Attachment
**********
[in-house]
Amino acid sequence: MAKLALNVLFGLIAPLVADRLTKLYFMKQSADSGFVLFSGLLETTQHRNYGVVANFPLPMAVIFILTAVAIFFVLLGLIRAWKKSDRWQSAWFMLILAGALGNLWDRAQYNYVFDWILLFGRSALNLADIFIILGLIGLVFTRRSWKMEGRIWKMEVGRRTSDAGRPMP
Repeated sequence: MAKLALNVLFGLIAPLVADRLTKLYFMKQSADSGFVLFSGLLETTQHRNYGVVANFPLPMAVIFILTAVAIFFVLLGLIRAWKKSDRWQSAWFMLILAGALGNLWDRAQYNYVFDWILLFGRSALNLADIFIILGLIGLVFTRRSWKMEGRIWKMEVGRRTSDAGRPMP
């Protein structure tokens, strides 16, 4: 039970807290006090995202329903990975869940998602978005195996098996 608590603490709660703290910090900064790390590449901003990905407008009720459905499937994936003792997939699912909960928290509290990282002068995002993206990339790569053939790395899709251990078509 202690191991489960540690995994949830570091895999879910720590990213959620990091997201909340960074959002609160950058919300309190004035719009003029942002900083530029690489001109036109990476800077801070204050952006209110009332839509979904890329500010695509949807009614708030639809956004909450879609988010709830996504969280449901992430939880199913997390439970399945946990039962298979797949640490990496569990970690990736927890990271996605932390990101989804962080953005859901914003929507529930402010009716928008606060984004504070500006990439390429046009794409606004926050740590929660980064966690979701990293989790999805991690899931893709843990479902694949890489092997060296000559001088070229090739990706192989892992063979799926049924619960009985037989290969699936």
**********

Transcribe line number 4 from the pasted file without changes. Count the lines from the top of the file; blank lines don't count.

């Protein structure tokens, strides 16, 4: 039970807290006090995202329903990975869940998602978005195996098996 608590603490709660703290910090900064790390590449901003990905407008009720459905499937994936003792997939699912909960928290509290990282002068995002993206990339790569053939790395899709251990078509 202690191991489960540690995994949830570091895999879910720590990213959620990091997201909340960074959002609160950058919300309190004035719009003029942002900083530029690489001109036109990476800077801070204050952006209110009332839509979904890329500010695509949807009614708030639809956004909450879609988010709830996504969280449901992430939880199913997390439970399945946990039962298979797949640490990496569990970690990736927890990271996605932390990101989804962080953005859901914003929507529930402010009716928008606060984004504070500006990439390429046009794409606004926050740590929660980064966690979701990293989790999805991690899931893709843990479902694949890489092997060296000559001088070229090739990706192989892992063979799926049924619960009985037989290969699936």